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Posted: Thu Feb 07, 2008 4:10 pm 
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Location: Eastern Massachusetts
This may be old news to everyone (I'm a brand new ORCA member) but I've stumbled upon a product that works great for loosening rusted and frozen screws on vintage fishing reels as well as for loosening frozen bolts on engines, lawnmowers, other machinery, and for loosening threaded plumbing connections, too. I've been using it to take apart old reels that would not respond to Liquid Wrench and similar oil penetrants.

Material is KROIL, made by Kano Laboratories, Inc. in Tennessee. Available in aerosol cans and in small half-pint metal cans, too. Stuff will loosen any connection. Works better than anything I've ever tried. Sold on-line and mail order directly by the manufacturer and available in some hardware stores, too. I wish I had discovered this product sooner (I'm 58 years old) because it's great for hard-to-remove nuts and bolts on diesel engines.

On another note, I want to say that ORCA Reel Talk is a wonderful forum. I've learned more about reels in the past 2 weeks than I learned in the past 20 years. Thank you!


Bill


   

Posted: Thu Feb 07, 2008 4:30 pm 
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Bill - Kroil has been around for a lot of years. It is not advertised though, just by word of mouth mostly. Be very careful what you use it on though. It will affect hard rubber side plates and celluloid handle knobs. It will disolve celluloid. It may also affect paint.


   

Posted: Thu Feb 07, 2008 6:31 pm 
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Thanks, Don. I'll take your advice. Starting tonight.

I've used this stuff for about a year now to loosen frozen nuts/bolts on heat-stresed fittings on a small Yanmar marine diesel engine and also to loosen stubborn plumbing connections at home. Just recently I had to use Aero Kroil (nothing else worked) to loosen scews on an old, neglected Penn reel. I'll be very careful going forward. Great stuff, but apparently more aggressive than I thought. Thanks again.


   

Posted: Fri Feb 08, 2008 11:54 pm 
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My Dad introduced me to Kroil back in the 70's. I've never been fond of WD & like Liq Wrench. However, when metal things are really stuck, all the Snake Oils are pretty much running neck-to-neck IMO. Some may work better on certain materials-some work worse, the worst being capable of ruining the parts you're trying to preserve. For instance; PB Blaster might have an edge around aluminum & SS, while WD ate 50's Mitchell plastic!

A couple of tips. I really like plain old synthetic motor oil & don't need Rocket Fuel. Applying it accurately & sparingly by using a 10-15CC syringe w/hefty needle.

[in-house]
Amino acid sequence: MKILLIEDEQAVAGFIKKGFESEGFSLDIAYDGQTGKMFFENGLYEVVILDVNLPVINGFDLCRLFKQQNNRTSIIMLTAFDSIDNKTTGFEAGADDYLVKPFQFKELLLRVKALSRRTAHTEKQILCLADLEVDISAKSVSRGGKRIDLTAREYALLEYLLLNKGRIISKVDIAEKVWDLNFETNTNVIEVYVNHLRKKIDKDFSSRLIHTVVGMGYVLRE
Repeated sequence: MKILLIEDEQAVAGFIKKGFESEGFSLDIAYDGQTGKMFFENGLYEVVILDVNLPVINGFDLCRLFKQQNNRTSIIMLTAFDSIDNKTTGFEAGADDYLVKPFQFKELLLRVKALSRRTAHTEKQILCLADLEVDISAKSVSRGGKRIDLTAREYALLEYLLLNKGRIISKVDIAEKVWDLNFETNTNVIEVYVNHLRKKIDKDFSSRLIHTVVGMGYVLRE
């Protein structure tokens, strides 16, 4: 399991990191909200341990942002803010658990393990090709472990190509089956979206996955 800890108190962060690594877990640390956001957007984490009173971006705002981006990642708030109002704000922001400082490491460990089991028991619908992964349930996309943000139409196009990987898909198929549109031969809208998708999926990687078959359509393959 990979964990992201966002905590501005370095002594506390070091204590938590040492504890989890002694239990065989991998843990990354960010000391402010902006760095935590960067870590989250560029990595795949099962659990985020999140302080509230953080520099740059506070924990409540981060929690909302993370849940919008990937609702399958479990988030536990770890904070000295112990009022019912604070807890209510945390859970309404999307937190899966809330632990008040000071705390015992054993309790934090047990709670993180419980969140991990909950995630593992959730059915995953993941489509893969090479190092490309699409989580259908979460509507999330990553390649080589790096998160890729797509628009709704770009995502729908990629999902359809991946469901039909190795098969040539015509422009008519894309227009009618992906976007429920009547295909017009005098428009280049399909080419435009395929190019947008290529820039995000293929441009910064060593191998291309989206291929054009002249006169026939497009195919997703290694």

When the going gets rough, I recommend the mechanic's friend-the Blue Tip Wrench. For decades RadioShack sold a minitorch, now sold by MicroFlame, that uses oxygen & butane (in CO2 pellet gun size cylinders)to fuel a tiny intensely hot flame. I can not tell you how many reels I've saved using this pinpoint extreme heat. Note that its dramatically hotter than common butane minitorches & has tiny flame size that lends itself to antique reels.


   

Posted: Sat Feb 09, 2008 10:03 am 
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Bernzomatic makes a propane pencil torch that has a valve that screws onto the tank and a 4 foot hose that goes to the torch head. This produces a pinpoint flame of 3,350 degrees that gets the job done. It does not go out when you change positions with the torch head. Kind of expensive at $60.00 though.
I also use syringes for pinpoint placement of liquids. But I heat the needle, remove it, and replace it with a short piece of brass tubing that allows for more liquid to flow through. A drugies dream, but it would be a little rough going into a vein.


   

Posted: Thu Feb 14, 2008 9:29 pm 
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I just got apart a Golden West that I've been working on for a month.

Two tools got it for me.
First, a pair of nylon-jaw tubing pliers
http://orcaonline.org/images/pixel.gif?PliersNylonBrass.htm

The second, Boeshield.
I'm pretty impressed with this stuff. It dehydrates corrosion products and penetrates.
When I first got the reel, nothing worked because of the stiff crud inside.
Spraying the screws got some of the Boeshield inside of the reel.
The next day, it was spinning like a top, and functioning like it was brand new.

When I finally got it apart today, the residue inside the plates was a thin, thin film that wiped out with alcohol.


   

Posted: Fri Feb 15, 2008 12:06 am 
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I'm stripping down a sideplate at the moment and as usual, a few screws just wouldn't budge. i treated them with Kroil and a couple more came out, but I had three small screws that still wouldn't budge. i needed to degrease the whole thing anyway, so I decided to submerge the whole sideplate in mineral spirits overnight. next day they all came right out! it doesn't appear that any harm came to the hard rubber sideplate...film at 11.

ps: I should add that I just treated the screws with a few drops of Kroil from the back side...it really never came in contact with the hard rubber sideplate...didn't want to imply that was a good plan!


   

Posted: Fri Feb 15, 2008 10:25 pm 
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A small pin point solder iron held directly on the screw head causing the screw to expand from the heat and contract when cooling will some times work to break them free.


   

Posted: Sat Feb 16, 2008 2:29 am 
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BirdDog wrote:A small pin point solder iron held directly on the screw head causing the screw to expand from the heat and contract when cooling will some times work to break them free.

Ahh, now that's a new one! Thanks!


   

Posted: Sat Feb 16, 2008 10:33 am 
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Brian - perhaps you could add this posting to the "sticky" at the top of this forum? It's also a good time to remind everyone to look at it once in a while. Most of the good stuff is saved there.


   

Posted: Mon Jan 05, 2009 4:08 am 
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There are two others that work super well on really stuck screws, both PB Blaster and Rustex from Crest Industrial Chemical.